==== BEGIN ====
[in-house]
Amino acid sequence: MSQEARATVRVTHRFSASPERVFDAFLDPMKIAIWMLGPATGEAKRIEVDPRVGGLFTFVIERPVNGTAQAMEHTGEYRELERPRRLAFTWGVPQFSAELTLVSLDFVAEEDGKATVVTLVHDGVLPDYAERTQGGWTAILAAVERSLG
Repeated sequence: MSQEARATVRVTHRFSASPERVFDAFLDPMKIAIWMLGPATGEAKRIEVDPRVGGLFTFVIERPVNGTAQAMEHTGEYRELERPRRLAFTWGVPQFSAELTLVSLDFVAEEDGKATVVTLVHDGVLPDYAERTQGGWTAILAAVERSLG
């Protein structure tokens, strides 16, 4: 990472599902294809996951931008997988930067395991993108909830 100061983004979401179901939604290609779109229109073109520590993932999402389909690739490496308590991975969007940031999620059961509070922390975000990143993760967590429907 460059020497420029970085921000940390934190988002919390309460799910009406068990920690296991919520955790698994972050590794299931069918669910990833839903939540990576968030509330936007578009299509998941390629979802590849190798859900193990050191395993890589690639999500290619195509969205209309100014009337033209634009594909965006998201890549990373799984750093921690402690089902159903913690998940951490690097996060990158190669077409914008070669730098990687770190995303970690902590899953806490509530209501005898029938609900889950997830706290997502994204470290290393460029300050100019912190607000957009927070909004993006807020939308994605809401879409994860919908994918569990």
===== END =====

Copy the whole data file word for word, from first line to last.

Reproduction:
[in-house]
Amino acid sequence: MSQEARATVRVTHRFSASPERVFDAFLDPMKIAIWMLGPATGEAKRIEVDPRVGGLFTFVIERPVNGTAQAMEHTGEYRELERPRRLAFTWGVPQFSAELTLVSLDFVAEEDGKATVVTLVHDGVLPDYAERTQGGWTAILAAVERSLG
Repeated sequence: MSQEARATVRVTHRFSASPERVFDAFLDPMKIAIWMLGPATGEAKRIEVDPRVGGLFTFVIERPVNGTAQAMEHTGEYRELERPRRLAFTWGVPQFSAELTLVSLDFVAEEDGKATVVTLVHDGVLPDYAERTQGGWTAILAAVERSLG
């Protein structure tokens, strides 16, 4: 990472599902294809996951931008997988930067395991993108909830 100061983004979401179901939604290609779109229109073109520590993932999402389909690739490496308590991975969007940031999620059961509070922390975000990143993760967590429907 460059020497420029970085921000940390934190988002919390309460799910009406068990920690296991919520955790698994972050590794299931069918669910990833839903939540990576968030509330936007578009299509998941390629979802590849190798859900193990050191395993890589690639999500290619195509969205209309100014009337033209634009594909965006998201890549990373799984750093921690402690089902159903913690998940951490690097996060990158190669077409914008070669730098990687770190995303970690902590899953806490509530209501005898029938609900889950997830706290997502994204470290290393460029300050100019912190607000957009927070909004993006807020939308994605809401879409994860919908994918569990």